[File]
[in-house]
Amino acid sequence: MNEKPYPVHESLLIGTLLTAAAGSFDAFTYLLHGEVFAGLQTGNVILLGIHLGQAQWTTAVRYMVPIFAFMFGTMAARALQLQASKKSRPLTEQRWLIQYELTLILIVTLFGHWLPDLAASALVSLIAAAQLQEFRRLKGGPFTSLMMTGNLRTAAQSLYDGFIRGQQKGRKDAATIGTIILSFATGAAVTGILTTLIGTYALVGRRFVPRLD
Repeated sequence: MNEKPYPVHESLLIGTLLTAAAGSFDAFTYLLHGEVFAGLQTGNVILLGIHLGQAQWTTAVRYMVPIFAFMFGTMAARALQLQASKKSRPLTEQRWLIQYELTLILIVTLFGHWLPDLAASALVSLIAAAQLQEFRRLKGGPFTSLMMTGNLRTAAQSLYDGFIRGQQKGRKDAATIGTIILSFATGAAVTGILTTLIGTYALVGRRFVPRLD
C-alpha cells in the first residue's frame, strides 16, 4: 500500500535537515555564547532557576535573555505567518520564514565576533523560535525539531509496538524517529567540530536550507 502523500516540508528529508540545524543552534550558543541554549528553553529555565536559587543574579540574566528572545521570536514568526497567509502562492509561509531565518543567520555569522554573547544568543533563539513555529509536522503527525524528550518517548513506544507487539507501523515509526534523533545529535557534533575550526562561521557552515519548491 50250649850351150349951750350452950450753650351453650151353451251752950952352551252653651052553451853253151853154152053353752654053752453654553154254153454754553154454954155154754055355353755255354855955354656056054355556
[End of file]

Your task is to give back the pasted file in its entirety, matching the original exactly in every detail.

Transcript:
[in-house]
Amino acid sequence: MNEKPYPVHESLLIGTLLTAAAGSFDAFTYLLHGEVFAGLQTGNVILLGIHLGQAQWTTAVRYMVPIFAFMFGTMAARALQLQASKKSRPLTEQRWLIQYELTLILIVTLFGHWLPDLAASALVSLIAAAQLQEFRRLKGGPFTSLMMTGNLRTAAQSLYDGFIRGQQKGRKDAATIGTIILSFATGAAVTGILTTLIGTYALVGRRFVPRLD
Repeated sequence: MNEKPYPVHESLLIGTLLTAAAGSFDAFTYLLHGEVFAGLQTGNVILLGIHLGQAQWTTAVRYMVPIFAFMFGTMAARALQLQASKKSRPLTEQRWLIQYELTLILIVTLFGHWLPDLAASALVSLIAAAQLQEFRRLKGGPFTSLMMTGNLRTAAQSLYDGFIRGQQKGRKDAATIGTIILSFATGAAVTGILTTLIGTYALVGRRFVPRLD
C-alpha cells in the first residue's frame, strides 16, 4: 500500500535537515555564547532557576535573555505567518520564514565576533523560535525539531509496538524517529567540530536550507 502523500516540508528529508540545524543552534550558543541554549528553553529555565536559587543574579540574566528572545521570536514568526497567509502562492509561509531565518543567520555569522554573547544568543533563539513555529509536522503527525524528550518517548513506544507487539507501523515509526534523533545529535557534533575550526562561521557552515519548491 50250649850351150349951750350452950450753650351453650151353451251752950952352551252653651052553451853253151853154152053353752654053752453654553154254153454754553154454954155154754055355353755255354855955354656056054355556